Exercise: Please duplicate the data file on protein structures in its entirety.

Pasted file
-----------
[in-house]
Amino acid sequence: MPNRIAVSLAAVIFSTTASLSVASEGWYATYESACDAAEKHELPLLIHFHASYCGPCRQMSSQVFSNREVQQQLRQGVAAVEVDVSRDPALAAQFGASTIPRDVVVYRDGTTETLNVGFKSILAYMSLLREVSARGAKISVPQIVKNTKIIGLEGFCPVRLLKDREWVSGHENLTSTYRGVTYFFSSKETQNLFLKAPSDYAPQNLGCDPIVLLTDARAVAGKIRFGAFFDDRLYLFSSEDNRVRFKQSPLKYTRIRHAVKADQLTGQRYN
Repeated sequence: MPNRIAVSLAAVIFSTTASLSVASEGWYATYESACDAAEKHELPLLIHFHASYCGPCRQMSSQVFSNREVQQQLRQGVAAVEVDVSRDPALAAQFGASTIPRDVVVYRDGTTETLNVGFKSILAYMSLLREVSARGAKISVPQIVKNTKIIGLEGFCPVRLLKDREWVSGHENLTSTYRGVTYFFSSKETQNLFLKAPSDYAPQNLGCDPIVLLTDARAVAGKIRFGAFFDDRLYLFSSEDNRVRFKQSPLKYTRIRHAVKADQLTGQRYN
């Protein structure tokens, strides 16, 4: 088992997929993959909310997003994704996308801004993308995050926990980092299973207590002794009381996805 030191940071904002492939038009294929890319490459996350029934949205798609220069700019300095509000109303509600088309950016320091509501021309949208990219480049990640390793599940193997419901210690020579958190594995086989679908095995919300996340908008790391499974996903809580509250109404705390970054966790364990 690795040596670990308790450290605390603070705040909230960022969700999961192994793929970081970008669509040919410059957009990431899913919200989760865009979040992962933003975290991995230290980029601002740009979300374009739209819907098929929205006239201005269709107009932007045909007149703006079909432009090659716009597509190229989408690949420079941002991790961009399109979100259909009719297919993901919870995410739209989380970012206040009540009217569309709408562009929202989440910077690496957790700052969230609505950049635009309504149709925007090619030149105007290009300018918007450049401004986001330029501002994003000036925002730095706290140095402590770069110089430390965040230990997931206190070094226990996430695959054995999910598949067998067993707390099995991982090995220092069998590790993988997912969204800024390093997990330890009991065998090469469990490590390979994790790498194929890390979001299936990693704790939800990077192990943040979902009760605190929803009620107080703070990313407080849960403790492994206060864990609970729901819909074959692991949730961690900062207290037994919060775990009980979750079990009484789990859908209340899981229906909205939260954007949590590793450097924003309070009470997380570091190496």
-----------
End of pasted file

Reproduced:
[in-house]
Amino acid sequence: MPNRIAVSLAAVIFSTTASLSVASEGWYATYESACDAAEKHELPLLIHFHASYCGPCRQMSSQVFSNREVQQQLRQGVAAVEVDVSRDPALAAQFGASTIPRDVVVYRDGTTETLNVGFKSILAYMSLLREVSARGAKISVPQIVKNTKIIGLEGFCPVRLLKDREWVSGHENLTSTYRGVTYFFSSKETQNLFLKAPSDYAPQNLGCDPIVLLTDARAVAGKIRFGAFFDDRLYLFSSEDNRVRFKQSPLKYTRIRHAVKADQLTGQRYN
Repeated sequence: MPNRIAVSLAAVIFSTTASLSVASEGWYATYESACDAAEKHELPLLIHFHASYCGPCRQMSSQVFSNREVQQQLRQGVAAVEVDVSRDPALAAQFGASTIPRDVVVYRDGTTETLNVGFKSILAYMSLLREVSARGAKISVPQIVKNTKIIGLEGFCPVRLLKDREWVSGHENLTSTYRGVTYFFSSKETQNLFLKAPSDYAPQNLGCDPIVLLTDARAVAGKIRFGAFFDDRLYLFSSEDNRVRFKQSPLKYTRIRHAVKADQLTGQRYN
């Protein structure tokens, strides 16, 4: 088992997929993959909310997003994704996308801004993308995050926990980092299973207590002794009381996805 030191940071904002492939038009294929890319490459996350029934949205798609220069700019300095509000109303509600088309950016320091509501021309949208990219480049990640390793599940193997419901210690020579958190594995086989679908095995919300996340908008790391499974996903809580509250109404705390970054966790364990 690795040596670990308790450290605390603070705040909230960022969700999961192994793929970081970008669509040919410059957009990431899913919200989760865009979040992962933003975290991995230290980029601002740009979300374009739209819907098929929205006239201005269709107009932007045909007149703006079909432009090659716009597509190229989408690949420079941002991790961009399109979100259909009719297919993901919870995410739209989380970012206040009540009217569309709408562009929202989440910077690496957790700052969230609505950049635009309504149709925007090619030149105007290009300018918007450049401004986001330029501002994003000036925002730095706290140095402590770069110089430390965040230990997931206190070094226990996430695959054995999910598949067998067993707390099995991982090995220092069998590790993988997912969204800024390093997990330890009991065998090469469990490590390979994790790498194929890390979001299936990693704790939800990077192990943040979902009760605190929803009620107080703070990313407080849960403790492994206060864990609970729901819909074959692991949730961690900062207290037994919060775990009980979750079990009484789990859908209340899981229906909205939260954007949590590793450097924003309070009470997380570091190496």